Aims: Heart failure with preserved ejection fraction (HFpEF) is associated with reduced exercise capacity elicited by skeletal muscle (SM) alterations. Up to now, no clear medical treatment advice for HFpEF is available. Identification of the ideal animal model mimicking the human condition is a critical step in developing and testing treatment strategies. Several HFpEF animals have been described, but the most suitable in terms of comparability with SM alterations in HFpEF patients is unclear. The aim of the present study was to investigate molecular changes in SM of three different animal models and to compare them with alterations of muscle biopsies obtained from human HFpEF patients. Methods and results: Skeletal muscle tissue was obtained from HFpEF and control patients and from three different animal models including the respective controls—ZSF1 rat, Dahl salt-sensitive rat, and transverse aortic constriction surgery/deoxycorticosterone mouse. The development of HFpEF was verified by echocardiography. Protein expression and enzyme activity of selected markers were assessed in SM tissue homogenates. Protein expression between SM tissue obtained from HFpEF patients and the ZSF1 rats revealed similarities for protein markers involved in muscle atrophy (MuRF1 expression, protein ubiquitinylation, and LC3) and mitochondrial metabolism (succinate dehydrogenase and malate dehydrogenase activity, porin expression). The other two animal models exhibited far less similarities to the human samples. Conclusions: None of the three tested animal models mimics the condition in HFpEF patients completely, but among the animal models tested, the ZSF1 rat (ZSF1-lean vs. ZSF1-obese) shows the highest overlap to the human condition. Therefore, when studying therapeutic interventions to treat HFpEF and especially alterations in the SM, we suggest that the ZSF1 rat is a suitable model.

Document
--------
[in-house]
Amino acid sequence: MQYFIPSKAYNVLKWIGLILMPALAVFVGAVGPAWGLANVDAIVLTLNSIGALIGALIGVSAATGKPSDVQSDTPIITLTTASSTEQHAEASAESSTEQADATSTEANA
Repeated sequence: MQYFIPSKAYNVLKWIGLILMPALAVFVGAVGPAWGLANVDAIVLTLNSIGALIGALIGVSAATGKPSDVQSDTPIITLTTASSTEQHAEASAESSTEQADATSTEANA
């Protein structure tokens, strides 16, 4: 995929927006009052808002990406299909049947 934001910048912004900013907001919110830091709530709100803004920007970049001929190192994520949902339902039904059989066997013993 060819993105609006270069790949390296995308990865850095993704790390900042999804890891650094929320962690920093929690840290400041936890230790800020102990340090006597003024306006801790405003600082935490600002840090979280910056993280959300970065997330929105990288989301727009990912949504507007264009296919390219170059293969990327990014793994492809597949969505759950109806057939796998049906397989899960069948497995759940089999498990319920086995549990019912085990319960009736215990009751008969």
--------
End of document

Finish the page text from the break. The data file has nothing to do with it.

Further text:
- Animal models
- Heart failure with preserved ejection fraction
- Skeletal muscle
ASJC Scopus subject areas
- Cardiology and Cardiovascular Medicine